[Rent] Strikes effectively quell the flow of capital going to private and public landlords—and thereby break the circuit of rentier capitalism.

Page 285

The challenge for collective housing alternatives—if they are to avoid the fate of the housing associations—is to grow by ‘going viral’ 59 rather than scaling up

Page 291

The lack of counter-narratives or popular myths that tell positive stories about the commons is all too evident. Nick Blomley quips: “the tragedy of the commons ... is less its supposed internal failures than its external invisibility”.

Page 293

It would appear that the Left is much better at inventing complex yet compelling mythologies about the structural power of capitalism and the ultimate futility of any attempt to make capital impotent—short of slaying the proverbial dragon—than it is at creating utopian visions that both inspire and sustain incremental action in the here and now.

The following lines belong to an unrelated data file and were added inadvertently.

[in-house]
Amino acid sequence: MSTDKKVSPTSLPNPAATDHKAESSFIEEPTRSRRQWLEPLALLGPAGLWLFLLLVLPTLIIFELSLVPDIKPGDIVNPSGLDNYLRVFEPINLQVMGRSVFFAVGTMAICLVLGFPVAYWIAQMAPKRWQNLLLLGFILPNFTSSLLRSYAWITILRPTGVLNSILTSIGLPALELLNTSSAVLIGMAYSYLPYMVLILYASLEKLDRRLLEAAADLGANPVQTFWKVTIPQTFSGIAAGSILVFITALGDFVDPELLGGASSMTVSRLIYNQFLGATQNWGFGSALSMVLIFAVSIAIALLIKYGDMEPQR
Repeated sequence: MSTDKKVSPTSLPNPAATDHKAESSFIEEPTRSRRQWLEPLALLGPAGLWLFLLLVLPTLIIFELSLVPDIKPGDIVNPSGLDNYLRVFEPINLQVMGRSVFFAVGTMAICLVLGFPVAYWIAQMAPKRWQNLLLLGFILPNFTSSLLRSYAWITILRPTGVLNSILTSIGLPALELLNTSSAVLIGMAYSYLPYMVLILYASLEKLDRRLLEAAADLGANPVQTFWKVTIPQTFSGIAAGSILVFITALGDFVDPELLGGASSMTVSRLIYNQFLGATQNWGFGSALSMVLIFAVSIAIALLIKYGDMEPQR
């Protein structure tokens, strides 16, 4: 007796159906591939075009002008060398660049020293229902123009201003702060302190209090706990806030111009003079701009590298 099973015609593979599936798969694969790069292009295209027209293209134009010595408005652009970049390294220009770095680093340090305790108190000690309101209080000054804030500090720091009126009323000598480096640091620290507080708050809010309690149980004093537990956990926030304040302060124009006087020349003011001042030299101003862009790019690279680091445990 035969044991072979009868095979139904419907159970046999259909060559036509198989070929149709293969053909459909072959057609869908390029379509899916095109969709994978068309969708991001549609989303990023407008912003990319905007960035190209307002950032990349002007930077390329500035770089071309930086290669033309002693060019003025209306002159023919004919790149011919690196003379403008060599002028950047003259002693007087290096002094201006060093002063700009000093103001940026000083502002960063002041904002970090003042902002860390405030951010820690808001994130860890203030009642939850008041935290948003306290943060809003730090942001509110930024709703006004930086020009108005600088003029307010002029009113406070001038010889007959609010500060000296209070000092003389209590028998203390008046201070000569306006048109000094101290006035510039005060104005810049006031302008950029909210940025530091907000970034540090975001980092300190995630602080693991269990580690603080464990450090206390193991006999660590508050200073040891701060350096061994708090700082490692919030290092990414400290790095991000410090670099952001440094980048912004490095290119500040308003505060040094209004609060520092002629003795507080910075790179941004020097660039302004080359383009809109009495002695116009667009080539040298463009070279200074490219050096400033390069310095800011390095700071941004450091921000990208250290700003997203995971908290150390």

Page 295

The second and third generations of the Liverpool co-op member-residents do not have personal memories of severe housing need—they lack the life-defining experience of solidarity in struggle—which helped motivate the first generation to manage co-ops directly. Much of the voluntary ‘heavy-lifting’ required—financial, staffing, facilities management, repairs, allocations, legal services—is complex and demanding, not to mention ‘boring’, so it is understandable why residents are happy to offload these responsibilities onto trained specialists such as NWHS. For these reasons, the creation of folktales and myths about the collective struggle remains important for transmitting the value of cooperation down the generations.

We can see this too in the development of the DoES Liverpool community. It's an ongoing challenge, and partly why projects like Maintain are important.

Page 312

There are lessons here for building an institutional infrastructure from below—the need to secure an asset base and a sustainable source of revenue independent of the state.

Page 322